“Peo­ple are ea­ger to dis­cuss how we can im­prove what we’re do­ing and how we can make ad­ver­tis­ing more pos­i­tive” Amy Wil­liams, founder and man­ag­ing di­rec­tor, Good-loop


For me, the most out­stand­ing talk was by Sh­eryl Sand­berg, who spoke about gen­der equal­ity’s power in ad­ver­tis­ing and busi­ness. An­other high­light was the strong pres­ence of tech­nol­ogy – I par­tic­u­larly loved Youtube Beach and its Pride event. Mu­sic pro­ducer Alex da Kid spoke about adapt­ing to new tech – us­ing ar­ti­fi­cial in­tel­li­gence, Wat­son and sen­ti­ment anal­y­sis is the kind of cre­ative fu­ture that lies ahead.

The agenda, par­tic­i­pat­ing start-ups and short­listed en­tries for the In­no­va­tion Lions make one thing clear: tech­nol­ogy has fun­da­men­tally evolved the def­i­ni­tion of what ad­ver­tis­ing is. And now that the worlds of cre­ativ­ity, data and tech are in­ex­tri­ca­bly linked, the need to col­lab­o­rate across in­dus­tries and skills is more im­por­tant than ever, mak­ing In­no­va­tion Lions a not-to-be­missed ex­pe­ri­ence.

The fu­ture of ad­ver­tis­ing, with­out a doubt, lies in start-ups and in­no­va­tion.


Di­ver­sity and gen­der equal­ity main­tained a strong pres­ence through­out the fes­ti­val. Within the first few days, I had al­ready been sur­rounded by fan­tas­tic fe­male speak­ers. My favourite talk con­tained the kick-ass line-up of Madonna Badger, Tina Brown, Sh­eryl Sand­berg and Marc Pritchard, who led me from rage at the way women are still be­ing ob­jec­ti­fied to hope for the great ways the in­dus­try can fight back.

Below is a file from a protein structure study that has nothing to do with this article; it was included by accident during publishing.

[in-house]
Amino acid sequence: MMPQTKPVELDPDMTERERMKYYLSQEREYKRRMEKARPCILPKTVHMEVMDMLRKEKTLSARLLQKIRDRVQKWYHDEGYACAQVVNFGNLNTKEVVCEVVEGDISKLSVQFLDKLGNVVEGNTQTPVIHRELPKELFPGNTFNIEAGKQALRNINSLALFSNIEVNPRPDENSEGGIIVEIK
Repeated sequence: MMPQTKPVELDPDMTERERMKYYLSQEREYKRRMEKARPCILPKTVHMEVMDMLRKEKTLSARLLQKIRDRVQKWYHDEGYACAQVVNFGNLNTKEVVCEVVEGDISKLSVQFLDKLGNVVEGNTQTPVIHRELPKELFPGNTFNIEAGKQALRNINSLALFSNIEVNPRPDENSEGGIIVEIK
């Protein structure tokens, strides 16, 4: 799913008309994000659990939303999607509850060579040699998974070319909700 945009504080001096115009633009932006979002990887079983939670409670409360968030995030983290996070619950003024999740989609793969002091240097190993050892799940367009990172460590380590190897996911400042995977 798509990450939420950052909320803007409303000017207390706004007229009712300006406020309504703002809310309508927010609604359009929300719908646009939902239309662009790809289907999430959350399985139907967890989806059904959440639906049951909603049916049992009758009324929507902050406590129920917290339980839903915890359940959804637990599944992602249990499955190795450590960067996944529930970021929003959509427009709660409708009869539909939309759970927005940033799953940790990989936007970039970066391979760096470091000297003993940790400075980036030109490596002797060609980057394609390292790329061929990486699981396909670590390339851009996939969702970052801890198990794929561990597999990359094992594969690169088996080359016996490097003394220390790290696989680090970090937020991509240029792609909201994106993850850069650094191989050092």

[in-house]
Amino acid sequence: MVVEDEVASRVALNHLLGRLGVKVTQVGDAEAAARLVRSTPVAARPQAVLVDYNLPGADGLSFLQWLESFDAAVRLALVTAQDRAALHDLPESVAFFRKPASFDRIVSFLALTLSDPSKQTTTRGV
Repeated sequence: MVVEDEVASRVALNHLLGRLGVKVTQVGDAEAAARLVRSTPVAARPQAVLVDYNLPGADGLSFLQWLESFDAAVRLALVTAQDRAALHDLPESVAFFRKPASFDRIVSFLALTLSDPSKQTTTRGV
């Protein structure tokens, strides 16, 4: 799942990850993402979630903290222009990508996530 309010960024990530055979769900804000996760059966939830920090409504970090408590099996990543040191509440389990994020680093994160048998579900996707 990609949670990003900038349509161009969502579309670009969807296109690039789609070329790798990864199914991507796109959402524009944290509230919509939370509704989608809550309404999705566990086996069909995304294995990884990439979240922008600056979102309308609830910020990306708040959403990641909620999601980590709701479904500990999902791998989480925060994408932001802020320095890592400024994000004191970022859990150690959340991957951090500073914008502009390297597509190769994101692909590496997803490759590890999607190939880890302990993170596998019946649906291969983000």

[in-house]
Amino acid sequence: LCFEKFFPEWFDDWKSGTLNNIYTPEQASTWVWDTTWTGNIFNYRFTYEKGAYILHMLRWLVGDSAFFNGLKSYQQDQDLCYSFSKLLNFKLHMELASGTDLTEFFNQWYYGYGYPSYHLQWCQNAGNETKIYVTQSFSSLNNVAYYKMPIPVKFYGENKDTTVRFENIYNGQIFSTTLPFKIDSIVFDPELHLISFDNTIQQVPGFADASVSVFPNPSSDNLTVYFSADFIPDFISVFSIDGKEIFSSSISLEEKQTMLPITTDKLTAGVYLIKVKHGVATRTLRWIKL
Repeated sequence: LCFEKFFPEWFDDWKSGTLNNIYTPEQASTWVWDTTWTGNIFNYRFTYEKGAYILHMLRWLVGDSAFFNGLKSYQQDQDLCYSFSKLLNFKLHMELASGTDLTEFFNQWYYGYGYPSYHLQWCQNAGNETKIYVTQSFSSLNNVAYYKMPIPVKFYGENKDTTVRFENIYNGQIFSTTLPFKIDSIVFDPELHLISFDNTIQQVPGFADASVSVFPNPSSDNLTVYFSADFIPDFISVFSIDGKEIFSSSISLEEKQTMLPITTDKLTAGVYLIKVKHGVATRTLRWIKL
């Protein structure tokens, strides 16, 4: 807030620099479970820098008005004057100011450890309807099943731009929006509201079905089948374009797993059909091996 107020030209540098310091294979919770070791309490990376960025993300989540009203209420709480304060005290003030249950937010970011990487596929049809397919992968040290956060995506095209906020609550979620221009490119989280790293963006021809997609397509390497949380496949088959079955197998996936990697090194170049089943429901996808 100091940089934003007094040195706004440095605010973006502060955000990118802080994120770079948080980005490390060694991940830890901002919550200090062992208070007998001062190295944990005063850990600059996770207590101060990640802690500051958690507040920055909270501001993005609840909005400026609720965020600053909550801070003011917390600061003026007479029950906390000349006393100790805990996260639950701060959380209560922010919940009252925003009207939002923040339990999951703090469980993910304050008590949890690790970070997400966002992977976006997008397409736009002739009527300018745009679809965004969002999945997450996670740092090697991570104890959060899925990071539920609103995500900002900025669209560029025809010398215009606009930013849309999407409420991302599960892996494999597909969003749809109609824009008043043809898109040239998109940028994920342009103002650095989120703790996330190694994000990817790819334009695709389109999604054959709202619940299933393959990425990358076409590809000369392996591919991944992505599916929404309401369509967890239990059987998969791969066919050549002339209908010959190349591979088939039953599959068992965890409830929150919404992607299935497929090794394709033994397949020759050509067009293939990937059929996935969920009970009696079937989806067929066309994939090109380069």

A poignant mo­ment was when I saw the first panel of speak­ers that was all white and all male. I felt dis­com­fort and, per­haps un­fairly, a lit­tle dis­en­gaged. The pres­ence of women in these talks had be­come the new nor­mal for me and it had started to give me more hope and en­thu­si­asm that one day I could be­long on such a stage.

After this amaz­ing spread of knowl­edge, in­spi­ra­tion and fun, I am mo­ti­vated to help any­one who is pas­sion­ate about mak­ing a dif­fer­ence to be­lieve they can achieve it, no mat­ter their gen­der, race or class.


This year, Cannes Lions was brave enough to ac­knowl­edge the equal­ity is­sues that the cre­ative tech­nol­ogy in­dus­try, and the fes­ti­val it­self, have been wit­ness to for decades. Through the Go­daddy schol­ar­ship, I was able to be a voice for the un­der-rep­re­sented.

I rep­re­sented women in the tech­nol­ogy in­dus­try and I rep­re­sented Mind Doo­dle, a start-up in a fes­ti­val cel­e­brat­ing the big­gest brands in the world. A high­light of my trip was film­ing an in­ter­view with the Cannes Lions cam­era crew to ad­dress the prob­lem of in­clu­siv­ity.

Gabourey Sidibe, the in­cred­i­ble ac­tress best known for Em­pire and Pre­cious, said: “Women have been here just as long as men. We are quiet be­cause the male voice is so loud. The voice is boom­ing. But we are here too.”

The fes­ti­val has taught me that I can help cre­ate a boom­ing fe­male voice. We can work to­gether to cre­ate a bet­ter and fairer fu­ture.

Go­daddy Schol­ar­ship for Women in Tech­nol­ogy: Cox (sec­ond from right) with (l-r) Lytton, O’ Murchu, Cough­lan-allen, Mor­ris and Webb (Wil­liams not pic­tured)